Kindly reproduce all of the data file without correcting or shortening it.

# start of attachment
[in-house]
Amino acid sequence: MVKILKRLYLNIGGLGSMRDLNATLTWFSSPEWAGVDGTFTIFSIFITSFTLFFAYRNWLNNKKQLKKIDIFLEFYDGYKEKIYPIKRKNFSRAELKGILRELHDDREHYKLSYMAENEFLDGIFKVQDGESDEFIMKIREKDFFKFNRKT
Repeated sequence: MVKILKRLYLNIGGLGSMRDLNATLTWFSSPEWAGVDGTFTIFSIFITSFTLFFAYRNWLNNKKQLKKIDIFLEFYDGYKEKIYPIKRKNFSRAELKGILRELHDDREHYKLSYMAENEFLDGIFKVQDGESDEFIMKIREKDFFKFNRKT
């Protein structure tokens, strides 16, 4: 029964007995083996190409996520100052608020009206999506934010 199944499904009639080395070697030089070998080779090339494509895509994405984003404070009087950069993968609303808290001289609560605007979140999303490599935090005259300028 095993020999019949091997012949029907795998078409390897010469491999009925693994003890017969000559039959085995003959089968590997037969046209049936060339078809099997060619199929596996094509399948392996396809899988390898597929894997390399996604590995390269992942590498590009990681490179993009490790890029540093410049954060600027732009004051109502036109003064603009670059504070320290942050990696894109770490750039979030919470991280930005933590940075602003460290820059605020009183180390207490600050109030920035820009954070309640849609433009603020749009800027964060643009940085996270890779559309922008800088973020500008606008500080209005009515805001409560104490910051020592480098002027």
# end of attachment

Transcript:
[in-house]
Amino acid sequence: MVKILKRLYLNIGGLGSMRDLNATLTWFSSPEWAGVDGTFTIFSIFITSFTLFFAYRNWLNNKKQLKKIDIFLEFYDGYKEKIYPIKRKNFSRAELKGILRELHDDREHYKLSYMAENEFLDGIFKVQDGESDEFIMKIREKDFFKFNRKT
Repeated sequence: MVKILKRLYLNIGGLGSMRDLNATLTWFSSPEWAGVDGTFTIFSIFITSFTLFFAYRNWLNNKKQLKKIDIFLEFYDGYKEKIYPIKRKNFSRAELKGILRELHDDREHYKLSYMAENEFLDGIFKVQDGESDEFIMKIREKDFFKFNRKT
């Protein structure tokens, strides 16, 4: 029964007995083996190409996520100052608020009206999506934010 199944499904009639080395070697030089070998080779090339494509895509994405984003404070009087950069993968609303808290001289609560605007979140999303490599935090005259300028 095993020999019949091997012949029907795998078409390897010469491999009925693994003890017969000559039959085995003959089968590997037969046209049936060339078809099997060619199929596996094509399948392996396809899988390898597929894997390399996604590995390269992942590498590009990681490179993009490790890029540093410049954060600027732009004051109502036109003064603009670059504070320290942050990696894109770490750039979030919470991280930005933590940075602003460290820059605020009183180390207490600050109030920035820009954070309640849609433009603020749009800027964060643009940085996270890779559309922008800088973020500008606008500080209005009515805001409560104490910051020592480098002027």